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Jackson Reid Briggs - Fear​/​​Move

I got­ta ad­mit i had some trou­ble warm­ing up to the last few Jack­son Reid Brig­gs re­leas­es, whose pro­duc­tion seemed just a bit too-much-of-every­thing for my taste. On this newest EP how­ev­er, record­ed dur­ing a breather be­tween Australia's covid lock­downs with a line-up which, i as­sume, is dif­fer­ent from his usu­al "Heaters", is just burst­ing with fresh en­er­gy chan­neled in­to four of his strongest jams, pre­sent­ed in a much slimmed down, un­ex­pect­ed­ly play­ful fash­ion.

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Germ House - World's A Chore

An­oth­er ex­cel­lent EP by Rhode Island's Germ House, a so­lo project of Justin Hub­bard who al­so hap­pens to be play­ing in Far Cor­ners. These three songs once again sparkle with his fa­mil­iar stripped-down lo-fi charme and a son­ic range that stretch­es from abra­sive post- and art punk - which sure­ly owes a thing or two to The Fall or Des­per­ate Bi­cy­cles - to clas­sic garage rock and con­tem­po­rary garage punk, while al­so re­veal­ing a sur­pris­ing catchy­ness, deep melan­choly and a play­ful vibe rem­i­nis­cent of The Woolen Men.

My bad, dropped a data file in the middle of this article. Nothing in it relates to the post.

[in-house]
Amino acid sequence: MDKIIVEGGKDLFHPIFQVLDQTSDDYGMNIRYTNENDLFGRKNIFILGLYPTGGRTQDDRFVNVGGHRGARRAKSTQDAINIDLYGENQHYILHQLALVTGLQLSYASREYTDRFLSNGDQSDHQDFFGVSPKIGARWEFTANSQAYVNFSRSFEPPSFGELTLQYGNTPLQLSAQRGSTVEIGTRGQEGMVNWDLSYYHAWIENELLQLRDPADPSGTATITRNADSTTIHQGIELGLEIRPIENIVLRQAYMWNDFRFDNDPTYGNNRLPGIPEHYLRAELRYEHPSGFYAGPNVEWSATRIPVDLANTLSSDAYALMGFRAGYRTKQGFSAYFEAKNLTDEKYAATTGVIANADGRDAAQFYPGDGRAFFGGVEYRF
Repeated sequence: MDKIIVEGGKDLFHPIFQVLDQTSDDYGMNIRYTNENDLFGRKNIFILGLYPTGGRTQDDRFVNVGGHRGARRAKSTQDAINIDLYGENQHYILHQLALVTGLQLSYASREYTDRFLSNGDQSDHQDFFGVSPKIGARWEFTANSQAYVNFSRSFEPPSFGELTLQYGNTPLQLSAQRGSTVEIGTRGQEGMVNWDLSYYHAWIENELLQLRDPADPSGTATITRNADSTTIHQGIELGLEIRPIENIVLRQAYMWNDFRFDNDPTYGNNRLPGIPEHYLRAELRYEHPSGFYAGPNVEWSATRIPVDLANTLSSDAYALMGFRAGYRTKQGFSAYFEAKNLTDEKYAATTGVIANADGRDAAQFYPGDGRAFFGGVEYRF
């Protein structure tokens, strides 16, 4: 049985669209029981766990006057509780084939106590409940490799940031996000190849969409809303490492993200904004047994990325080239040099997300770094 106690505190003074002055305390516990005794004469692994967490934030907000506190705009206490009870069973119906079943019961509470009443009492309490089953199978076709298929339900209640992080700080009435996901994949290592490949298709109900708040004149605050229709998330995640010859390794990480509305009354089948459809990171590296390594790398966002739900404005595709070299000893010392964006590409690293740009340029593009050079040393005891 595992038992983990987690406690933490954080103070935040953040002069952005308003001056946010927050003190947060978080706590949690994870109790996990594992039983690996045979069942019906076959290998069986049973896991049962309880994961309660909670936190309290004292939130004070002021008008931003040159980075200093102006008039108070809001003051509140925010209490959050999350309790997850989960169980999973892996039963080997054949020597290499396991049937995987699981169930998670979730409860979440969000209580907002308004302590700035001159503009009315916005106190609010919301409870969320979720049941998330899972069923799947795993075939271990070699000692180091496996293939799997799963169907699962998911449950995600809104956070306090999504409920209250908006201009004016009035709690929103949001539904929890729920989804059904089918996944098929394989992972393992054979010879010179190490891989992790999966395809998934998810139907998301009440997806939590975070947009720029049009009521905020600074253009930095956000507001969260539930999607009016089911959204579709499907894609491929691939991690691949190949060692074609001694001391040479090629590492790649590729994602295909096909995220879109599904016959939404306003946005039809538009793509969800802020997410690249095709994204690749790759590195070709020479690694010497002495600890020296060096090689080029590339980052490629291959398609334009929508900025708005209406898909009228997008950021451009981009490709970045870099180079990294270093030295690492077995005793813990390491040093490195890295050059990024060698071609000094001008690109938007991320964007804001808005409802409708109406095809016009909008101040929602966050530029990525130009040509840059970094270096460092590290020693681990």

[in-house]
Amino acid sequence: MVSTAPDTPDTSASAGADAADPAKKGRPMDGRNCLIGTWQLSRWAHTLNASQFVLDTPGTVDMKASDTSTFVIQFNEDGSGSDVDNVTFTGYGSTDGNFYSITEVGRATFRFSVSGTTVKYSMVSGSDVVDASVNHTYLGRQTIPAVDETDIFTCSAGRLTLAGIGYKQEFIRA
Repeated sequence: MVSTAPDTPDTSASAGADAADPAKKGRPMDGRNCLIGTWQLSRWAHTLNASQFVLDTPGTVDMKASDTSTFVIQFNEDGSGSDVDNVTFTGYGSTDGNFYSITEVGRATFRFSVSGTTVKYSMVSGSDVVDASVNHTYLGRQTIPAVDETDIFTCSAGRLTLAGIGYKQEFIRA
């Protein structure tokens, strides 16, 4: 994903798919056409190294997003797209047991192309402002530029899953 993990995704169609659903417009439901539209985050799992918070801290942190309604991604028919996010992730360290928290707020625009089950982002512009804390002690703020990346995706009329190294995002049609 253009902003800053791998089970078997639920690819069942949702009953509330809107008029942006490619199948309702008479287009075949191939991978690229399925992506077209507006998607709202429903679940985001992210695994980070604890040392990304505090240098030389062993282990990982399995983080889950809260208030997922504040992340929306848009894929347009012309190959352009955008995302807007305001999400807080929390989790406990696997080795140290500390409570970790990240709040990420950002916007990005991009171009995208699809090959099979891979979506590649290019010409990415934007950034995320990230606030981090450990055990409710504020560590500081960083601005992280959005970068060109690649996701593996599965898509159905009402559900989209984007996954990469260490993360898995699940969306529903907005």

Peace De Résistance - Hedgemakers

Now this is some pret­ty in­cred­i­ble shit right here. The min­i­mal­is­tic DIY garage rock on this tape by some NYC dude (or band, not sure about that) sounds kin­da like some lost pro­to punk rel­ic and would just as well blend in on any one of those Messthetics/​Homework com­pi­la­tions. The sparse per­cus­sion, weary vo­cals, over­all lean arrange­ments and Lo-Fi pro­duc­tion val­ues all do their part in lend­ing these songs a par­tic­u­lar qual­i­ty that feels both grit­ty and drowsy.

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Print Head - Happyhappy

Whoa, what a beau­ti­ful­ly crude piece of DIY lo-fi fuck­ery in the twi­light zones of slight­ly no-wave-ish post punk and garage rock, this dig­i­tal re­lease by some un­known Hicksville, NY en­ti­ty. Kin­da like an in­cred­i­bly weird in­car­na­tion of The Woolen Men in­ter­min­gling with Half Japan­ese and The UV Race. This is just gor­geous!

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Super-X - Super-X

Hav­ing re­leased a strong de­but EP in 2017, Mel­bourne group Su­per-X now de­liv­er their first full length, once again packed with tons of spaced-out son­ic force. Clas­sic Stooges en­er­gy col­lides with psy­che­del­ic fire­works á la ear­ly Tele­scopes, some un­ex­pect­ed­ly high amount of post punk and a hint of MX-80, while they man­age to keep things in­ter­est­ing and ver­sa­tile through­out the whole jour­ney, evok­ing a rather di­verse clus­ter of com­par­isons such as Pub­lic Eye, Writhing Squares, De­struc­tion Unit, Faux Fe­ro­cious, Bail­ter­space, The Cow­boy or Open Your Heart-era The Men.